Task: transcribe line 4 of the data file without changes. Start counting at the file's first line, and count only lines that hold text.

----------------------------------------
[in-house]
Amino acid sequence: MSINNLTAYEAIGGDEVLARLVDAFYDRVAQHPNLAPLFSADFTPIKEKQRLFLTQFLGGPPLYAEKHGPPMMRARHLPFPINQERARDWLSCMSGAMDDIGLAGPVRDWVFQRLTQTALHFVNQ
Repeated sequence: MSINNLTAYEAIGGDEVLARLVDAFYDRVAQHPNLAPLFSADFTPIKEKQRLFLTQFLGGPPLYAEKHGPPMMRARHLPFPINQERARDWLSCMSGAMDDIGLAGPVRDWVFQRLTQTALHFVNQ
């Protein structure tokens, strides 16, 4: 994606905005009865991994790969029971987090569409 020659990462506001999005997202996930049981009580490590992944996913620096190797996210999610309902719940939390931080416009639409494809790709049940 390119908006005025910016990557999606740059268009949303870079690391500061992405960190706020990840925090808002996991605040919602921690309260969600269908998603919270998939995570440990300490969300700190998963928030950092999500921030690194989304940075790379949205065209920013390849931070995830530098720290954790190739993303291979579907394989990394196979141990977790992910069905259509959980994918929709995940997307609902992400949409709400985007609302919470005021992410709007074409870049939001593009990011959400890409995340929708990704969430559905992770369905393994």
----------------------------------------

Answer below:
């Protein structure tokens, strides 16, 4: 994606905005009865991994790969029971987090569409 020659990462506001999005997202996930049981009580490590992944996913620096190797996210999610309902719940939390931080416009639409494809790709049940 390119908006005025910016990557999606740059268009949303870079690391500061992405960190706020990840925090808002996991605040919602921690309260969600269908998603919270998939995570440990300490969300700190998963928030950092999500921030690194989304940075790379949205065209920013390849931070995830530098720290954790190739993303291979579907394989990394196979141990977790992910069905259509959980994918929709995940997307609902992400949409709400985007609302919470005021992410709007074409870049939001593009990011959400890409995340929708990704969430559905992770369905393994």